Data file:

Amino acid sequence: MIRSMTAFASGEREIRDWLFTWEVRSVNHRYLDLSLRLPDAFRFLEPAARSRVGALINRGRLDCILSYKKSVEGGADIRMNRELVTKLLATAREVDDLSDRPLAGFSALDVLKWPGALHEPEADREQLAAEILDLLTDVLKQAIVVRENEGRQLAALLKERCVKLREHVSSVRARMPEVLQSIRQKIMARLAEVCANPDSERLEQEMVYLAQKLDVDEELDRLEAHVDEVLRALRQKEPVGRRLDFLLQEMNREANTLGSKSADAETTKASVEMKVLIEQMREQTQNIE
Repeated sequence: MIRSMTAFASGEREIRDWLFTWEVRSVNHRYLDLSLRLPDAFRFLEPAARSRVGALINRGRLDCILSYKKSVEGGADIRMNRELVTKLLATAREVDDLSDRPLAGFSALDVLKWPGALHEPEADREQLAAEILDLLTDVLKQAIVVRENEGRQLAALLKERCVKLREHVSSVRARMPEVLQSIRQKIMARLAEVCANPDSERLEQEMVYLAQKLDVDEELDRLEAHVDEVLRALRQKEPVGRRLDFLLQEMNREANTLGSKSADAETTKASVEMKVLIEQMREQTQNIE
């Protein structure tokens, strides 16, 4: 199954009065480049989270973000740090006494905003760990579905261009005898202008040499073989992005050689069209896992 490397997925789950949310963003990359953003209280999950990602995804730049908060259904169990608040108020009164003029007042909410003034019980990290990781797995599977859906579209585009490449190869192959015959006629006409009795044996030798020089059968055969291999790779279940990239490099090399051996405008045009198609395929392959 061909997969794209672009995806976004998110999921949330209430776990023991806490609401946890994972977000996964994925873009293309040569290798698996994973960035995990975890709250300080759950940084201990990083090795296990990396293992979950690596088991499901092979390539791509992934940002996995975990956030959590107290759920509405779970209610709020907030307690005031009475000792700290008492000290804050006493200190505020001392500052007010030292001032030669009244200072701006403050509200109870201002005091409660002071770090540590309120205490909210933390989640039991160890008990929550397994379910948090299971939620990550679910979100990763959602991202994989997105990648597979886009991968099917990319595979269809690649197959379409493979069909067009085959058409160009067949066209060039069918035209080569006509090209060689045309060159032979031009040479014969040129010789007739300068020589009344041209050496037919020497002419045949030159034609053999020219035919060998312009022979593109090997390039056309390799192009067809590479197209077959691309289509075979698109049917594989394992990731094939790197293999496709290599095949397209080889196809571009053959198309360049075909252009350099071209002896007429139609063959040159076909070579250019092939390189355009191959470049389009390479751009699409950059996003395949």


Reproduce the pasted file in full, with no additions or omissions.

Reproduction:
Amino acid sequence: MIRSMTAFASGEREIRDWLFTWEVRSVNHRYLDLSLRLPDAFRFLEPAARSRVGALINRGRLDCILSYKKSVEGGADIRMNRELVTKLLATAREVDDLSDRPLAGFSALDVLKWPGALHEPEADREQLAAEILDLLTDVLKQAIVVRENEGRQLAALLKERCVKLREHVSSVRARMPEVLQSIRQKIMARLAEVCANPDSERLEQEMVYLAQKLDVDEELDRLEAHVDEVLRALRQKEPVGRRLDFLLQEMNREANTLGSKSADAETTKASVEMKVLIEQMREQTQNIE
Repeated sequence: MIRSMTAFASGEREIRDWLFTWEVRSVNHRYLDLSLRLPDAFRFLEPAARSRVGALINRGRLDCILSYKKSVEGGADIRMNRELVTKLLATAREVDDLSDRPLAGFSALDVLKWPGALHEPEADREQLAAEILDLLTDVLKQAIVVRENEGRQLAALLKERCVKLREHVSSVRARMPEVLQSIRQKIMARLAEVCANPDSERLEQEMVYLAQKLDVDEELDRLEAHVDEVLRALRQKEPVGRRLDFLLQEMNREANTLGSKSADAETTKASVEMKVLIEQMREQTQNIE
């Protein structure tokens, strides 16, 4: 199954009065480049989270973000740090006494905003760990579905261009005898202008040499073989992005050689069209896992 490397997925789950949310963003990359953003209280999950990602995804730049908060259904169990608040108020009164003029007042909410003034019980990290990781797995599977859906579209585009490449190869192959015959006629006409009795044996030798020089059968055969291999790779279940990239490099090399051996405008045009198609395929392959 061909997969794209672009995806976004998110999921949330209430776990023991806490609401946890994972977000996964994925873009293309040569290798698996994973960035995990975890709250300080759950940084201990990083090795296990990396293992979950690596088991499901092979390539791509992934940002996995975990956030959590107290759920509405779970209610709020907030307690005031009475000792700290008492000290804050006493200190505020001392500052007010030292001032030669009244200072701006403050509200109870201002005091409660002071770090540590309120205490909210933390989640039991160890008990929550397994379910948090299971939620990550679910979100990763959602991202994989997105990648597979886009991968099917990319595979269809690649197959379409493979069909067009085959058409160009067949066209060039069918035209080569006509090209060689045309060159032979031009040479014969040129010789007739300068020589009344041209050496037919020497002419045949030159034609053999020219035919060998312009022979593109090997390039056309390799192009067809590479197209077959691309289509075979698109049917594989394992990731094939790197293999496709290599095949397209080889196809571009053959198309360049075909252009350099071209002896007429139609063959040159076909070579250019092939390189355009191959470049389009390479751009699409950059996003395949």